STARFISH Yesterday I wrote about a book that I highly recommend all leaders buy and read: The Starfish and the Spider (Penguin: New York, 2006). It is simple and can be read in a few hours. Please read it even if you are not inclined to read business and leadership books. It is worth your time. I assure you that you'll not be bored. You are likely to understand how vision really works in a decentralized context.

Brafman and Beckstrom relate the story of how slavery was abolished in Great Britain. Many of you know the story of William Wilberforce (especially because of one of my favorite movies: Amazing Grace) but do you know the role played by Granville Sharp and the slave Jonathan Strong, whom Sharp came to know personally? And what about the contribution of Thomas Clarkson? Sharp was the visionary but Clarkson became the implementer. Together their role was a powerful force in abolition’s success. Simply put the real story is one of a starfish working to end the slave trade decades before the American Civil War.

Brafman and Beckstrom suggest that a starfish organization has five legs, just like the starfish. This seems a bit too clever but each of the five works well once you understand them.

1. Circles

Every decentralized organization has circles, or groups that share heritage and tradition while at the same time they have different habits and norms. Each circle is independent and autonomous.

Most of us are members of decentralized circles and may not even think about it. If you use the Internet you are more likely to be in several. Virtual circles may not be everything but they are something and they are changing the way we relate to others, for better and for worse.

Circles do not have hierarchy and structure. No one has power over others in a circle.

2. The Catalyst

People like Granville Sharp and Bill W. are catalysts. They are very different from traditional executives. Their leadership style resembles iron. Take nitrogen and hydrogen, two common elements, and put them in a container and close the lid. Come back a day later and nothing will have happened. Put ordinary iron in the equation and you get ammonia. The interesting thing, however, is that ammonia has no iron in it. The iron works as a catalyst and gets out of the way. This is the point the authors are making.

The catalyst leader promotes an idea and gives responsibility to others. The catalyst envisions, influences and then gets out of the way. A catalyst develops an idea, shares it with others, and leads by example. “A catalyst is the architect of a house; he’s essential to the long-term structural integrity, but he doesn’t move in” (94).

3. Ideology

What makes people join a circle? Why spend time, invest money and participate? Open systems offer a sense of community, but then so do other types of organizations. The authors suggest that it is ideology that “is the glue that holds decentralized organizations together” (95). Common beliefs are the essential thing here.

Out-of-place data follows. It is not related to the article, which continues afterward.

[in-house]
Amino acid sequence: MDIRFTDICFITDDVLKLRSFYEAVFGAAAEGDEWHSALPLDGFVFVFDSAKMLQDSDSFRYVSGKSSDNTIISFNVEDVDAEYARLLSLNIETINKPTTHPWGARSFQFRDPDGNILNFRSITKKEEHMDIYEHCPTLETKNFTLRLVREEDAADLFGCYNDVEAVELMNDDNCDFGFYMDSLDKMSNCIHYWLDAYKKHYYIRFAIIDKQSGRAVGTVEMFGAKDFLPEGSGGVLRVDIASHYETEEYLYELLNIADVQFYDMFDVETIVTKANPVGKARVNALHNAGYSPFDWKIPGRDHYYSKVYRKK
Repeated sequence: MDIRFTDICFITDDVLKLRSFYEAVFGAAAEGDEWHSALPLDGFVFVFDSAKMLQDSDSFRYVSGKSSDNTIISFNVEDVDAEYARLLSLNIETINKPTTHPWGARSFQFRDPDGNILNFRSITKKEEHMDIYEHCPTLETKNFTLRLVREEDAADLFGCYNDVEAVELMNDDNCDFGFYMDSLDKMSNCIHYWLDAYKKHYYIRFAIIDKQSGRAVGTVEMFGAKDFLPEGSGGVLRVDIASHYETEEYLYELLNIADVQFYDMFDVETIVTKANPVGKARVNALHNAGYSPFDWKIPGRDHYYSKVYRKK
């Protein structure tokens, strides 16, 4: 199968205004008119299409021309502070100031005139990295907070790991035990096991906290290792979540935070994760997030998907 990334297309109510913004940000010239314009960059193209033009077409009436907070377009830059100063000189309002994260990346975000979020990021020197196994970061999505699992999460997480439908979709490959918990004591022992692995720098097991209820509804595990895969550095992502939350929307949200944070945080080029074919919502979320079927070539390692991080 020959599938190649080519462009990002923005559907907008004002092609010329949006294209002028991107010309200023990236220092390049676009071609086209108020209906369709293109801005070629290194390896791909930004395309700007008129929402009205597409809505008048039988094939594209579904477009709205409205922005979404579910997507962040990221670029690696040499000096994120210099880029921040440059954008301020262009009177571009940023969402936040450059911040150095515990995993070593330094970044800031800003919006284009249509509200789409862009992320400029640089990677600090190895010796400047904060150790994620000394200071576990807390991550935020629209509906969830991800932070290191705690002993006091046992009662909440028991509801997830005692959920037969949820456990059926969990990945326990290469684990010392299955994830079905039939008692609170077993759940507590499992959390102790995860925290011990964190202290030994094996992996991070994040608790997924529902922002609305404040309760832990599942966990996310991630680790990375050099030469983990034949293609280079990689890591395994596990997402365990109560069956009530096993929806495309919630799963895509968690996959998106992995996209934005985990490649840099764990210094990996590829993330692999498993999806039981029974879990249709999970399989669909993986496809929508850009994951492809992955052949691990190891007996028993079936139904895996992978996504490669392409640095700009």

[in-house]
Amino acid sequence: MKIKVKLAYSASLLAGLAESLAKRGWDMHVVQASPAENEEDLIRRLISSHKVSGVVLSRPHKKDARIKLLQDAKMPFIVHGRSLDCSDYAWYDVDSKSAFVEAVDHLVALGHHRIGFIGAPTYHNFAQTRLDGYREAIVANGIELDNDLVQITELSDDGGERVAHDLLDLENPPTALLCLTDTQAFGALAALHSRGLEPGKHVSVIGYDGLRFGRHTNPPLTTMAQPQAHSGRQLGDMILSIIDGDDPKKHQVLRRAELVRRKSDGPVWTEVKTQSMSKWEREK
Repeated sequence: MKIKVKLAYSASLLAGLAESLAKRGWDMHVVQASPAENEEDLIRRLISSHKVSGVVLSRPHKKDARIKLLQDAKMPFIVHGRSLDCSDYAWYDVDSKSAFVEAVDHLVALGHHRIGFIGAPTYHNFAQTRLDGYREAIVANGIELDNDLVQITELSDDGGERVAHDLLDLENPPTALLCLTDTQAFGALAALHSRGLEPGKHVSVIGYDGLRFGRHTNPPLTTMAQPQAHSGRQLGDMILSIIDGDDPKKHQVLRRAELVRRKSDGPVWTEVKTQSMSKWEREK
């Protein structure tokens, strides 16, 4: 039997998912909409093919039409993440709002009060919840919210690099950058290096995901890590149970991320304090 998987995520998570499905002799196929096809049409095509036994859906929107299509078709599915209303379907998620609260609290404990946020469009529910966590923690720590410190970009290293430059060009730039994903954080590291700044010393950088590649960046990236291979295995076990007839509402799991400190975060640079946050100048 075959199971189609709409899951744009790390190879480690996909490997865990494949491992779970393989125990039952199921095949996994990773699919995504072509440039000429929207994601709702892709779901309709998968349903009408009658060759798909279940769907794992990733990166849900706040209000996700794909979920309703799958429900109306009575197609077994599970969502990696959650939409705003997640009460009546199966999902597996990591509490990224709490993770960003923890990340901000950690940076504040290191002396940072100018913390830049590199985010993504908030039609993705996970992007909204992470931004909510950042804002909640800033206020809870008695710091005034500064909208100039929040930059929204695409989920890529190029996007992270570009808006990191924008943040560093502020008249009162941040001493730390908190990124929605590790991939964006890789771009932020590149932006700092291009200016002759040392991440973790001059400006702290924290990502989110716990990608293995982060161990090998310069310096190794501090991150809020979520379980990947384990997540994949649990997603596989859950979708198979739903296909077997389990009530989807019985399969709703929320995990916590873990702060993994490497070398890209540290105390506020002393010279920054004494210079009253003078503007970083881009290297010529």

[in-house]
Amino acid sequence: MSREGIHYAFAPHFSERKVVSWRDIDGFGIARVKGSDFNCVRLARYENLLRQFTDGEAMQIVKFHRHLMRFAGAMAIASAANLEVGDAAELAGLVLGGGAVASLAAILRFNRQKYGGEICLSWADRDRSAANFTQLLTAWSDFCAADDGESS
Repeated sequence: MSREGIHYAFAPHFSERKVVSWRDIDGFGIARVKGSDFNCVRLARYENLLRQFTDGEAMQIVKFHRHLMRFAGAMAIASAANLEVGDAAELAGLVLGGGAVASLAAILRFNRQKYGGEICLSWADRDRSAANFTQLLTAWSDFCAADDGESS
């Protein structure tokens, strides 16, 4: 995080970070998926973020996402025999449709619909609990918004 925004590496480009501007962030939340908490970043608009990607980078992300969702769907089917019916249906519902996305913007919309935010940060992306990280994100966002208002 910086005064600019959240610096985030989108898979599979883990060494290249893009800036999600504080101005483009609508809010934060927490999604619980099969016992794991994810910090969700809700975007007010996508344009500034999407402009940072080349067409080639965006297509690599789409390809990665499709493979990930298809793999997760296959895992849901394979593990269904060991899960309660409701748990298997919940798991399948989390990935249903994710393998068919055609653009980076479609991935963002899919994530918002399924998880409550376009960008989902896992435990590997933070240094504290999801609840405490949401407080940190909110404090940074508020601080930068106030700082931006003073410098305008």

This is where the church needs to think about itself with more self-awareness. We need leaders to lead this process. What is it that holds us together? In most cases I believe what holds us together is not Jesus Christ and the good news but rather our personal ideologies and idiosyncratic tendencies.

4. The Preexisting Network

The authors write: “Put together a close-knit community with shared values and add a belief that everyone’s equal, and what do you get? Decentralization” (96).

And decentralized networks “provide circles and an empowered membership and typically have a higher tolerance for innovation” (97). Without a central person in charge networks rely on personal connections. They are relational.

5. The Champion

Every successful starfish organization needs a person to champion the cause, to implement the vision. This is what Thomas Clarkson did for Granville Sharp in the abolition movement. This was also true in the Civil Rights movement. Dr. Martin Luther King, Jr. was the catalyst and Ralph Abernathy was the champion. But when King died the movement suffered profoundly because he held so much central importance to the organizational well-being of the cause.

The key to a leaderless movement or organization is the catalyst but the catalyst cannot succeed without the champion. And “a catalyst’s most important relationships are based on trust and understanding” (113). I have learned firsthand that I am a catalyst but I can never reach for the vision God has given me without a champion(s) at my side. My spirit fails and my vision comes to nothing without such a person(s). It takes a team to truly serve the church, not just an individual with gifts and support

More tomorrow.

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